Norgeston Pill

A progestogen-only mini pill highly effective in preventing pregnancy

Packet front of 30mg oral tablets of Norgeston
front of blister packet containing norgeston pills
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Prices from £13.00

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3 x 35 tablet(s) - £13.00

6 x 35 tablet(s) - £18.00

What is Norgeston?

Norgeston is a pill that stops you from getting pregnant. It contains levonorgestrel, which is a synthetic version of progestogen. It is also known as the mini pill because it contains progestogen only, instead of progestogen and oestrogen. Norgeston does not provide any protection against sexually transmitted infections (STIs).

How to take Norgeston

Norgeston comes in packs of 28 pills. Each pill contains 30 mcg (micrograms) of the active ingredient levonorgestrel, as well as small amounts of the sugars sucrose and lactose. The days of the week are written next to each pill to help you remember to take it every day. You can start taking Norgeston at any time during your menstrual cycle, but it is best to start taking it on the 1st day of your period. If you start taking Norgeston on the 1st to the 5th day of your period, you’ll be protected from pregnancy straight away. If you start taking Norgeston after the 5th day, you’ll need to use another form of contraception, like condoms, for 2 days.

You can take the pill at any time, whenever it is convenient for you, but you need to take it at the same time every day (within a 3 hour window) for it to be effective. To take Norgeston, swallow one pill whole with water. When you have finished the pack, you should start the next pack straight away.

How does Norgeston work?

In normal female reproduction, sex hormones (oestrogen and progestogen) tell the body to produce an egg and thicken the lining of the uterus (womb) to get ready for pregnancy. For pregnancy to occur, sperm must enter the womb and fertilise the egg. The egg then attaches itself to the thickened lining of the womb.

Norgeston contains a synthetic version of the hormone progestogen. It prevents pregnancy by:

  • making the mucus in the cervix (the entrance to the womb) thicker which makes it more difficult for sperm to enter.
  • stopping the lining of the womb from getting thick enough for an egg to attach to it.
  • stopping eggs from being produced in the ovaries in some women.

How effective is Norgeston?

Though slightly less effective than some other forms of contraception, such as the combined pill, Norgeston is over 99% effective in preventing pregnancy when taken correctly. In reality, Norgeston is about 91% effective because of factors like missed pills, sickness, and taking medications that can reduce its effects.

What are the side effects of Norgeston?

Norgeston is a very safe medicine that is taken regularly by a lot of women. Most women who take Norgeston do not have any side effects, but some common side effects to be aware of are:

  • changes to the frequency, duration, or flow of your periods
  • headaches or migraines
  • feeling dizzy
  • nausea (feeling sick) or vomiting (being sick)
  • reduced libido (less interest in sex)
  • low mood and mood changes
  • allergic reactions to the medication including skin rashes
  • breast tenderness. Your breasts may be sore and more sensitive than usual
  • skin problems such as spots or acne
  • cysts (fluid-filled sacs) on the ovaries. These are usually not dangerous and do not need treatment.

Rarely, Norgeston can cause serious side effects, including:

  • a slight increase in risk of breast cancer. Norgeston should not be taken by women with breast cancer or who have had breast cancer in the past. You should check your breasts regularly, at the same time every month for changes or lumps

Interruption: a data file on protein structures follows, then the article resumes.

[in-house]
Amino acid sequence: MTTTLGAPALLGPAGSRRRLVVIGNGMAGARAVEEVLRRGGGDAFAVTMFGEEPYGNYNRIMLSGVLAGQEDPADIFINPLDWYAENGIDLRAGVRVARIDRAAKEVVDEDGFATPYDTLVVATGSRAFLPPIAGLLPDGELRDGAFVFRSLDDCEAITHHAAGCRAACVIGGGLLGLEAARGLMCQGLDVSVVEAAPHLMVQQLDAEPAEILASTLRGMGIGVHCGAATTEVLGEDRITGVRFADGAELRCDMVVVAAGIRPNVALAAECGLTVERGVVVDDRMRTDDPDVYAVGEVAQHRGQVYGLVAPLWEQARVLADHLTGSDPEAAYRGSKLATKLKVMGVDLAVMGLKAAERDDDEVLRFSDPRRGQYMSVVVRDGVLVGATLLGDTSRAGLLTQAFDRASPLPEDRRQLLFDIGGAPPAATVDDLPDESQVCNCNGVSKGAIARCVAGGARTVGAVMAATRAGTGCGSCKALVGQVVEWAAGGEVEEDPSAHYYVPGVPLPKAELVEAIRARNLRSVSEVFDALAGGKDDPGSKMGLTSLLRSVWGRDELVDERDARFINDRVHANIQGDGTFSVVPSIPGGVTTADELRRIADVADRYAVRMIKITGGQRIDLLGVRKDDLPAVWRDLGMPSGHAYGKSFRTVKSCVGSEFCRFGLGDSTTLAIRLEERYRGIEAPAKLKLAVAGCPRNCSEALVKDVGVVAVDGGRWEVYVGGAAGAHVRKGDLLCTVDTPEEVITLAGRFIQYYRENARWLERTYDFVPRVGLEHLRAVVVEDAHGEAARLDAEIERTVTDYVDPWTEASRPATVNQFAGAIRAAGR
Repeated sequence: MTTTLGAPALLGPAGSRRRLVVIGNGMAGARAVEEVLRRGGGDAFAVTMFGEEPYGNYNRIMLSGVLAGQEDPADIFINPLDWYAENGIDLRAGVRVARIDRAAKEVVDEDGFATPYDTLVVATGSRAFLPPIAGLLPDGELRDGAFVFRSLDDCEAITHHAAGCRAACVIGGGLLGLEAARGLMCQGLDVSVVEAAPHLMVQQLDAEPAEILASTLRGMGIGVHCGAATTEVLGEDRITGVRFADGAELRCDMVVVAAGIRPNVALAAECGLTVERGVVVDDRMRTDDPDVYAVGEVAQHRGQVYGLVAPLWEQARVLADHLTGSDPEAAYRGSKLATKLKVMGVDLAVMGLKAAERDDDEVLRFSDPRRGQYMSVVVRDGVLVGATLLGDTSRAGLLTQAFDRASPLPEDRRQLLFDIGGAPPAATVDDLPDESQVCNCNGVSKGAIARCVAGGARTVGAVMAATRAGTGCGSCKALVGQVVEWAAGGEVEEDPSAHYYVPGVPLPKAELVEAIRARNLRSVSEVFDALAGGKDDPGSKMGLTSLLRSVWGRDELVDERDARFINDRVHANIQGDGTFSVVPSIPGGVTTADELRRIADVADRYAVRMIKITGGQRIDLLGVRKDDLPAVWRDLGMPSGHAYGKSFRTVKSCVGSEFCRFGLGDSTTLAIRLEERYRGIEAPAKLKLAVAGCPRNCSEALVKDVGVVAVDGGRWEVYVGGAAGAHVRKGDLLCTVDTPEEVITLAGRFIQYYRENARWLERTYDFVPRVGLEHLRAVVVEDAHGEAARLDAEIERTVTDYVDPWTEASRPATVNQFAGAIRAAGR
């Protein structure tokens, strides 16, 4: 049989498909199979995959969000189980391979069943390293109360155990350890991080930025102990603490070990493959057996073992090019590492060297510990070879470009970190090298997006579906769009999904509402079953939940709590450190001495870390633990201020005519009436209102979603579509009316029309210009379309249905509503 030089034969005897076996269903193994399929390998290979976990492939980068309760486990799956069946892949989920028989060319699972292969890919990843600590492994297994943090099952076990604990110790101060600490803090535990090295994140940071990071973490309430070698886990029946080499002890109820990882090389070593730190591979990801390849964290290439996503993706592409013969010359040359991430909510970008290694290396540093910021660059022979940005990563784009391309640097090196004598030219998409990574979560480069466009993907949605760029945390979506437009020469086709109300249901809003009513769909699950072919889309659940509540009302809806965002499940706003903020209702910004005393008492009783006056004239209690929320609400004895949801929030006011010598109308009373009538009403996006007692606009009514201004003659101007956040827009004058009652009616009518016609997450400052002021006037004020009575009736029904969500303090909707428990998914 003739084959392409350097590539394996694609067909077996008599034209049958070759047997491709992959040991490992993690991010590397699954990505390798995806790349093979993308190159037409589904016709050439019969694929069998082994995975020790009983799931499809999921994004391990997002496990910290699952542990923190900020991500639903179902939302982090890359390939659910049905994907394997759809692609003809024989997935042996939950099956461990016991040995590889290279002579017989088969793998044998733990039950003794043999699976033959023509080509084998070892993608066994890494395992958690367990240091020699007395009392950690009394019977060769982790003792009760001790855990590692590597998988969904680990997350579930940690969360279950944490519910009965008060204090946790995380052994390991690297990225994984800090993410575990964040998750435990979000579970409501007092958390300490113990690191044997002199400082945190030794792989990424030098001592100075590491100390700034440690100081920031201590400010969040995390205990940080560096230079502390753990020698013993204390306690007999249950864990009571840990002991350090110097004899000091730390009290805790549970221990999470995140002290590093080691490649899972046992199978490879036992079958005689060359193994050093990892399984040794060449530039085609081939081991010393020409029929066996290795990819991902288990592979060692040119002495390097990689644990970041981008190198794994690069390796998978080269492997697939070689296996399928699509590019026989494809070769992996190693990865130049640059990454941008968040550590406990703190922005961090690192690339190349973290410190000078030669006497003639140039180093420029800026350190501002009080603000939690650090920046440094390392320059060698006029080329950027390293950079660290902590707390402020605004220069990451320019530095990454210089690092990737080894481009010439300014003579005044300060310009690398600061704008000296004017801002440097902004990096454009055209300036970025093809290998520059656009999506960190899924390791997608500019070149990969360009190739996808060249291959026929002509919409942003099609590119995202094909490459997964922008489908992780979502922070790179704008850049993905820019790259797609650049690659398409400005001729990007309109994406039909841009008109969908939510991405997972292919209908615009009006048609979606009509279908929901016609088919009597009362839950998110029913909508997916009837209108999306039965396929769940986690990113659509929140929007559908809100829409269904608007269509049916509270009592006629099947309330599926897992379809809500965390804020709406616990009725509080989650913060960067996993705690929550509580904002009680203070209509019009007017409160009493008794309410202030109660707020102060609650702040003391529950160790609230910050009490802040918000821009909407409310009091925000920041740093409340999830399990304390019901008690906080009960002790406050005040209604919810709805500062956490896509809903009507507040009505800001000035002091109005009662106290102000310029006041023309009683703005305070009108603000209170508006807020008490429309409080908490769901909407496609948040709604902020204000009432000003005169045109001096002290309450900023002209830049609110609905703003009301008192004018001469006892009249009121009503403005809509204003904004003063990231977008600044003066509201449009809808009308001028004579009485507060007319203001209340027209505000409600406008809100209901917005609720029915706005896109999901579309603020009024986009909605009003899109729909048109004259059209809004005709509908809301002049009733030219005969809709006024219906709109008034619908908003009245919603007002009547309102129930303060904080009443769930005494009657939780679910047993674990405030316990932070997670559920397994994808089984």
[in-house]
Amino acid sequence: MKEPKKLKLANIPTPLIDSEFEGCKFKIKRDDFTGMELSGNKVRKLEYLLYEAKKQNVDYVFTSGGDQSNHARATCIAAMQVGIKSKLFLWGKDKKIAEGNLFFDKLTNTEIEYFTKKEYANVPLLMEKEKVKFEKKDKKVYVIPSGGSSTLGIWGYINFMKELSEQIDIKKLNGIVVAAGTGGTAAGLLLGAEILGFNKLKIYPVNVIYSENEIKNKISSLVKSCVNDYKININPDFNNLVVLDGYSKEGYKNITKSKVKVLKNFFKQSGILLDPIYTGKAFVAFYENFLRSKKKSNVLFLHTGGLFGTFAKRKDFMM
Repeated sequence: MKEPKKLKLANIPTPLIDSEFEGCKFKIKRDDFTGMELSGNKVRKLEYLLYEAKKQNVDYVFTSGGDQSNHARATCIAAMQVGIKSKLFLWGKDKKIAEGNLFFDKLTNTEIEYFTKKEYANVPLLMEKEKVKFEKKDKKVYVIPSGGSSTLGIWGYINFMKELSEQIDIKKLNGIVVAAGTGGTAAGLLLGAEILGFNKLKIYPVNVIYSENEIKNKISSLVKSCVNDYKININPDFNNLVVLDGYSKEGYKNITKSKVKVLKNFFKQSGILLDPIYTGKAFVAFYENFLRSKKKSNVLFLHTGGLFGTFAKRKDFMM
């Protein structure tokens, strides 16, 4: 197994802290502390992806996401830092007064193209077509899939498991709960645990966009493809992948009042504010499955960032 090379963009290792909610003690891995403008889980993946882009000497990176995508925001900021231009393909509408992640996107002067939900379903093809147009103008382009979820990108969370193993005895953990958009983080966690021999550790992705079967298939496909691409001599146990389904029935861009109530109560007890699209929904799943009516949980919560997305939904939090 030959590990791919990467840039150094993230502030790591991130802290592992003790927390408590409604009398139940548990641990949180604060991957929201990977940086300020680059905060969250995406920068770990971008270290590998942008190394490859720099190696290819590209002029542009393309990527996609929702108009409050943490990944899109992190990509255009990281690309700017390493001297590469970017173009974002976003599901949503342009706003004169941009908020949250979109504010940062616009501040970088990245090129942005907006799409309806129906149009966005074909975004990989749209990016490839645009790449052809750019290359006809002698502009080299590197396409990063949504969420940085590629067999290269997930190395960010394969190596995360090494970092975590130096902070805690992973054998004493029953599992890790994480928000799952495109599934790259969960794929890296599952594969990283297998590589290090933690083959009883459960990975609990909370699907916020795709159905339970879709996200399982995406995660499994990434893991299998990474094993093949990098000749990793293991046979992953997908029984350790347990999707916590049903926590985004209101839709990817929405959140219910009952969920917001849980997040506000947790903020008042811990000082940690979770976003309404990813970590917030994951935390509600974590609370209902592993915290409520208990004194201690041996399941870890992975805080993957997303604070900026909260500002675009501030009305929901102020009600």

• liver disease such as jaundice (yellowing of the skin) and liver tumours
  • severe allergic reaction

Most mild side effects settle down within 3 months of starting Norgeston, but if you are worried about side effects, or experience any serious side effects, you should talk to your GP.

Who can take Norgeston?

Norgeston is safe for most women to take, but it may not be suitable if you have certain health conditions or if you are taking other medications. Sometimes Norgeston can make other health conditions worse. Your GP will ask you some questions about your health before prescribing Norgeston. Norgeston may not be suitable for you if you:

  • have diabetes
  • have a history of ectopic pregnancy (when the baby grows outside the womb)
  • have cysts on your ovaries
  • have a history of liver problems
  • have itchy skin (pruritus)
  • have chloasma (dark patches on the skin)

Norgeston is not safe to take if you:

  • are pregnant
  • have liver problems or a history of liver disease
  • have or have had a sex hormone-related cancer, like breast or ovarian cancer
  • have unexplained vaginal bleeding
  • are allergic to any of the ingredients in Norgeston

Norgeston interactions

Some medications interact with Norgeston and may stop Norgeston from working properly. Make sure you tell your GP about any other medicine you are taking before starting Norgeston. Medicines that interact with Norgeston include:

  • some epilepsy medications
  • medicines used to treat HIV and hepatitis C
  • some medicines used to treat vomiting
  • some medicines used to treat high blood pressure in the lungs (pulmonary hypertension)
  • some medicines used to treat skin and fungal infections like jock itch, athletes foot, and ringworm
  • some medicines used to treat heart problems and high blood pressure
  • some specialised antibiotics
  • St John’s wort (a herbal supplement)
  • grapefruit juice

Alternative treatments

If the progestogen-only pill isn’t right for you, there are many other forms of contraception available. They include:

  • the combined pill. This is similar to the progestogen-only pill but contains both sex hormones, oestrogen and progestogen
  • the contraceptive implant (Nexplanon). A tiny rod-like implant that is inserted just below the skin and lasts for 3 years
  • contraceptive injections. These last 8-13 weeks depending on the type of injection given